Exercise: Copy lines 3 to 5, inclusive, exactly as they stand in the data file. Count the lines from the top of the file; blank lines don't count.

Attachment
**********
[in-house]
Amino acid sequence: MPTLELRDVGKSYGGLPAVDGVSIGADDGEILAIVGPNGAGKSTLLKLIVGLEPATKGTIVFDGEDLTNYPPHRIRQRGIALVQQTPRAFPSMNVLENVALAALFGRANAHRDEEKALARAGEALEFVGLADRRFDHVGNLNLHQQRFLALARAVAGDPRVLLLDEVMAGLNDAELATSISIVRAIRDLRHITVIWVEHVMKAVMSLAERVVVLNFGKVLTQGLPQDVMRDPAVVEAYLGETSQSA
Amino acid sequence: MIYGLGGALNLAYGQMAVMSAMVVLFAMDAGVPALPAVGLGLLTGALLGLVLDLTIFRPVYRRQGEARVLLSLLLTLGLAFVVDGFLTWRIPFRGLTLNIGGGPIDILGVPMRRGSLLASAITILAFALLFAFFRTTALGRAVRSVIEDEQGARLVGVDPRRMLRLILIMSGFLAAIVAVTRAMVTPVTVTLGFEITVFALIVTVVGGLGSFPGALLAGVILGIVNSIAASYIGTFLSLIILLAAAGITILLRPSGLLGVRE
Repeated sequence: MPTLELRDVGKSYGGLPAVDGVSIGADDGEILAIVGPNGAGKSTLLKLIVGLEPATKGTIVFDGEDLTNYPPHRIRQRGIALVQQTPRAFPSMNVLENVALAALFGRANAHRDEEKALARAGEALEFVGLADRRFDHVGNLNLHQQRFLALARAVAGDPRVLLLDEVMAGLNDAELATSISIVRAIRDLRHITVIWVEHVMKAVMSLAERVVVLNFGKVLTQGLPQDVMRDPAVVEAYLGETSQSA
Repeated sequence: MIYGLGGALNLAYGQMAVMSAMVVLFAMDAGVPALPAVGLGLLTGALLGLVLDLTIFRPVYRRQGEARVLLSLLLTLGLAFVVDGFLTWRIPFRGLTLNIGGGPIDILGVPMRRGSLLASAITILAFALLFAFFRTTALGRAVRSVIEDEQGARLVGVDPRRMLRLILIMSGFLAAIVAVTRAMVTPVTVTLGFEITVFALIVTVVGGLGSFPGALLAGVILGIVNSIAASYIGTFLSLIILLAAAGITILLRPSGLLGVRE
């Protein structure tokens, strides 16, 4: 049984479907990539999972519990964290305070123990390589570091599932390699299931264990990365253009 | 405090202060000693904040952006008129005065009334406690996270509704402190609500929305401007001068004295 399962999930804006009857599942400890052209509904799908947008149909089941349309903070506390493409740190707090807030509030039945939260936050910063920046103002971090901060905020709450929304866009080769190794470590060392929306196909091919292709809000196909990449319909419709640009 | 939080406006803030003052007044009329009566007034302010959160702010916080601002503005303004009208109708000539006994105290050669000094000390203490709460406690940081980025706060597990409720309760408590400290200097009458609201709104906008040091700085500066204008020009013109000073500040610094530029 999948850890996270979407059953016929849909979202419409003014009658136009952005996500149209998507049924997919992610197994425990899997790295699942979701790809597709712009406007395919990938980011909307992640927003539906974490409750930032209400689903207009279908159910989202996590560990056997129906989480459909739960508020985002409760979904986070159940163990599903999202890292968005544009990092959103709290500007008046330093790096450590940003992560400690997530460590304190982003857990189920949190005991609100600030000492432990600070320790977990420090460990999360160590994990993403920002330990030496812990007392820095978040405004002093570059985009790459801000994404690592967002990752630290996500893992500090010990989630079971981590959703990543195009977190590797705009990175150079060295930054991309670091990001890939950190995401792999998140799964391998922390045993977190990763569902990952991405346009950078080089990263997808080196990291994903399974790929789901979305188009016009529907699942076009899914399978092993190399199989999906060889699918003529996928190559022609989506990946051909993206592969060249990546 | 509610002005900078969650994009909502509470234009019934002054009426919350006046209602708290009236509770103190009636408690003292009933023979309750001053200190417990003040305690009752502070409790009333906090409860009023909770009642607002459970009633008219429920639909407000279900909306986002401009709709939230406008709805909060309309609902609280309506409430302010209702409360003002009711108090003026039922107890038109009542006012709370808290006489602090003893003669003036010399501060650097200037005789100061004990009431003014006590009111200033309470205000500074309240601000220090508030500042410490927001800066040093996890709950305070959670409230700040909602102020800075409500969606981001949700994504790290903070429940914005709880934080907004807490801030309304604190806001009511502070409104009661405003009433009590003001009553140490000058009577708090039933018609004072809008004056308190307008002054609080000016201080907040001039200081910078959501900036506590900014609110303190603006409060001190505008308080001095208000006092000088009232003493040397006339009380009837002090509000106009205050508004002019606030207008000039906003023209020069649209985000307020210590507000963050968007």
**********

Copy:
Amino acid sequence: MIYGLGGALNLAYGQMAVMSAMVVLFAMDAGVPALPAVGLGLLTGALLGLVLDLTIFRPVYRRQGEARVLLSLLLTLGLAFVVDGFLTWRIPFRGLTLNIGGGPIDILGVPMRRGSLLASAITILAFALLFAFFRTTALGRAVRSVIEDEQGARLVGVDPRRMLRLILIMSGFLAAIVAVTRAMVTPVTVTLGFEITVFALIVTVVGGLGSFPGALLAGVILGIVNSIAASYIGTFLSLIILLAAAGITILLRPSGLLGVRE
Repeated sequence: MPTLELRDVGKSYGGLPAVDGVSIGADDGEILAIVGPNGAGKSTLLKLIVGLEPATKGTIVFDGEDLTNYPPHRIRQRGIALVQQTPRAFPSMNVLENVALAALFGRANAHRDEEKALARAGEALEFVGLADRRFDHVGNLNLHQQRFLALARAVAGDPRVLLLDEVMAGLNDAELATSISIVRAIRDLRHITVIWVEHVMKAVMSLAERVVVLNFGKVLTQGLPQDVMRDPAVVEAYLGETSQSA
Repeated sequence: MIYGLGGALNLAYGQMAVMSAMVVLFAMDAGVPALPAVGLGLLTGALLGLVLDLTIFRPVYRRQGEARVLLSLLLTLGLAFVVDGFLTWRIPFRGLTLNIGGGPIDILGVPMRRGSLLASAITILAFALLFAFFRTTALGRAVRSVIEDEQGARLVGVDPRRMLRLILIMSGFLAAIVAVTRAMVTPVTVTLGFEITVFALIVTVVGGLGSFPGALLAGVILGIVNSIAASYIGTFLSLIILLAAAGITILLRPSGLLGVRE